Note from the author (added 29/9/2010): It seems that some readers found this post a little too opinionated for someone who hasn’t yet launched. I’ve tried to address your legitimate feedback in the comments here and on Hacker News. I’ve also done some toning down on passages below.
Don’t waste your precious pre-launch time like we have has been so well-received that I decided to expand on the topic and bring you a few more tips from the hapless entrepreneurs behind yet-to-be-launched just❤liked.
Get something online fast
It doesn’t matter whether you call it the launch, the beta, the alpha or something else. It’s absolutely critical that you make your app (some version of it), available online as soon as possible, and this is something we didn’t too well. In retrospect it seems that ideally we would have put something up within 1 or 2 weeks after nailing down the principles and definitions between ourselves. I’d be as aggressive as possible about this milestone and hold yourself accountable for missing this first and, in my view, the most important of deadlines before your real launch. We too should have been harsher on ourselves slipping that deadline.
Why do I insist so vehemently on having something online as soon as possible? Well, having something online gives you an entirely new perspective on the app. This may seem totally counterintuitive because development environments often do good enough job of emulating what the online experience will be like. And yet they are not the real thing, especially if your application is a multi-user one.
Many things (e.g. image pre-loading, web copy and messaging, and analytics) you will never plan for unless you’ve gone through the exercise before, and you would be well-served by giving the task of getting online fast the highest priority possible. The approach is also consistent with “iterate like mad” mantra. You can’t iterate without the first iteration. This actually reminded me of the way mathematical induction works. If you don’t have it proven for N, you can’t prove it for N+1.
Avoid Sophisticated User/Customer Acquisition Schemes
I know how tempting it is to make the alpha, the beta, the theta, etc. exclusive for a select set of users, priming your customer acquisition pipeline and virally spreading the news of your glorious app to the rest of the Internet. Yes, it sounds great, except you are a bootstrapped startup with very limited resources to spare on marketing and promotion. We too got a little carried away entertaining notions of viral growth while we should have focused on getting the app online.
If you are a starry-eye entrepreneur like myself and your user acquisition strategy is based on creating artificial scarcity, STOP!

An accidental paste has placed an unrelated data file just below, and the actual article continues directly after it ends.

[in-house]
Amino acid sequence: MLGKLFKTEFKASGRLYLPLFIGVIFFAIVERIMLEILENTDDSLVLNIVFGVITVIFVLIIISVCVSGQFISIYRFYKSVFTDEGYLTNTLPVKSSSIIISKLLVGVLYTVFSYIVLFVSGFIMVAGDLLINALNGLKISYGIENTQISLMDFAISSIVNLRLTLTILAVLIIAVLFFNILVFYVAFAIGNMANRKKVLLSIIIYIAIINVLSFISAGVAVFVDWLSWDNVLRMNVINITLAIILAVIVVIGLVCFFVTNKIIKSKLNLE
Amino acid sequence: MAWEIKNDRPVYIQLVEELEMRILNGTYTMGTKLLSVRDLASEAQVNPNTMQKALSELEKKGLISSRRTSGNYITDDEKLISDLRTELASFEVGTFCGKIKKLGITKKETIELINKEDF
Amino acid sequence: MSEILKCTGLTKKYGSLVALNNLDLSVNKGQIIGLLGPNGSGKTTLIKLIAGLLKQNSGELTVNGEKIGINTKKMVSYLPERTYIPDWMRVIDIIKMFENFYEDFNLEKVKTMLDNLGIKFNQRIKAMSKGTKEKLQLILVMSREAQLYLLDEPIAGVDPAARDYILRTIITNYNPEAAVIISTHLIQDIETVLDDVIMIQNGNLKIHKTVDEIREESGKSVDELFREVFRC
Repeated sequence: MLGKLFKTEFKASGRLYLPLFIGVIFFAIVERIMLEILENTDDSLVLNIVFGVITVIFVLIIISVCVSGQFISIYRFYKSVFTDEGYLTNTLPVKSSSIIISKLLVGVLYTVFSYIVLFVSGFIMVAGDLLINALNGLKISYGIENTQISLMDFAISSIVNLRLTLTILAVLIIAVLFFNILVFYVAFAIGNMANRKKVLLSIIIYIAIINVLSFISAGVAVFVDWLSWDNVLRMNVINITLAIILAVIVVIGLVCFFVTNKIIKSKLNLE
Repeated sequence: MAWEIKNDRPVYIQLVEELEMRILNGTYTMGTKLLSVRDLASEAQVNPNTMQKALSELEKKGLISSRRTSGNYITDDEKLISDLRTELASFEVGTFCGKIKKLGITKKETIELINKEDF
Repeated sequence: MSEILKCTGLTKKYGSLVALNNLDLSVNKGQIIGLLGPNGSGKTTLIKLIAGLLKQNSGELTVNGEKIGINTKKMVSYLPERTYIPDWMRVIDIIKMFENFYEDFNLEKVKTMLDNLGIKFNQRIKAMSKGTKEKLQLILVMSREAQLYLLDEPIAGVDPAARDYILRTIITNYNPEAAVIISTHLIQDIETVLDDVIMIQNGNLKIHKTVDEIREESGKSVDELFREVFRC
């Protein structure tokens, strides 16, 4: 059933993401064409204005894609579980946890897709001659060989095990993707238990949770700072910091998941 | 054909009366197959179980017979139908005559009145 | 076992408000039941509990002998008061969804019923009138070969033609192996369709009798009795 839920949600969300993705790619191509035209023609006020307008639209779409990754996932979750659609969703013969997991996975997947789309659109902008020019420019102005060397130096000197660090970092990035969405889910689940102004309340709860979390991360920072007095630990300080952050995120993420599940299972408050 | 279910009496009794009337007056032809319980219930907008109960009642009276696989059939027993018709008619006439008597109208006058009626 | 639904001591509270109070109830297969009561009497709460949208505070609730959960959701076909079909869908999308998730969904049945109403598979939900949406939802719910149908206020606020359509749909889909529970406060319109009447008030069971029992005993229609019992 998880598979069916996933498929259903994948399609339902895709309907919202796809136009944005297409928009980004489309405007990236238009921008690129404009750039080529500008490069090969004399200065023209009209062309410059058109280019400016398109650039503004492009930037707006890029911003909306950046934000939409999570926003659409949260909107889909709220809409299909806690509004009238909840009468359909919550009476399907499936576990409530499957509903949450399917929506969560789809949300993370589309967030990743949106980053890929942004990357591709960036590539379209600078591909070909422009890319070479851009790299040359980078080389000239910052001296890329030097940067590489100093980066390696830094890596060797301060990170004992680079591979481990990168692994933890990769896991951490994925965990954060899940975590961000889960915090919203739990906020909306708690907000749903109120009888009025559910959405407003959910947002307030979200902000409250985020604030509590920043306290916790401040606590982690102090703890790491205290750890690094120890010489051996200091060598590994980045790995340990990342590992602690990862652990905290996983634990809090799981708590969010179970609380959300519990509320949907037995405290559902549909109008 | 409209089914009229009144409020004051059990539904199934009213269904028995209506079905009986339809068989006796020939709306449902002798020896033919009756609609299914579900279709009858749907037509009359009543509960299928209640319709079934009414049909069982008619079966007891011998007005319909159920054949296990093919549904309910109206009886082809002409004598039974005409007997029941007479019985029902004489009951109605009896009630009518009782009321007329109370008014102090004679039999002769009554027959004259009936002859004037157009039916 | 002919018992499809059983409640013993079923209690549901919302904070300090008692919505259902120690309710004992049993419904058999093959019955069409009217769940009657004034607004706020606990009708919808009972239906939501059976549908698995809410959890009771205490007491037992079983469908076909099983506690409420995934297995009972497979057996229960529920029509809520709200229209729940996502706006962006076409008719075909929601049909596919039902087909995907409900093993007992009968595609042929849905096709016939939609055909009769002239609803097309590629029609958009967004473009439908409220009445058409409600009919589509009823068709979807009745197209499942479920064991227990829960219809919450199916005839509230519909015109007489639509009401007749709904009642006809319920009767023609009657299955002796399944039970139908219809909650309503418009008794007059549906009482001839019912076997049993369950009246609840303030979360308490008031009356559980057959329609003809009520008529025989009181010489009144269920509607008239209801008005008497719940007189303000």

This is domain of funded startups with connections. Chances are you are not going to be able to pull it off just on your own unless you are incredibly well connected (but then you are probably not bootstrapped). More importantly, if you get carried away with your scarcity generation, you’ll soon find out that you are creating scarcity around vaporware, which is a far worse situation to be in when you are trying to build trust around your name and product.
Keep in mind that scarcity doesn’t need to be generated: it’s inherent in every new product, and it’s the scarcity of user’s attention. I recommend to just open it up to all. Surely, nobody will come, but solving this problem is much easier when you already whetted it against early adopters and have something to iterate from.
Limit Conceptual Discussions and Long Term Planning
It’s important to agree on the basic principles of the application and to define the important terms that you will be operating with for the duration of the project. This will ensure that all involved operate with the same vocabulary. We’ve been bitten by this couple of times while working on just❤liked. Trust me, redoing things just because you misunderstood your co-founder is not fun.
I don’t believe it’s a wise use of anyone’s time to make plans that stretch beyond MVP. Sure, you may have a notion of how you want it all to turn out in the end, but it’s best to keep that notion to yourself until it morphs into something else or goes away. Because it most certainly will.
Your primary focus should be on building something crippled and putting it online. Make “crippled” a requirement if you must, just get it done. Anything that distracts you from this task or derails your efforts is counterproductive. Don’t belabor the evolution of the product until you have the first version and your opinions and speculations about the target market and user acquisition strategy are a little more informed.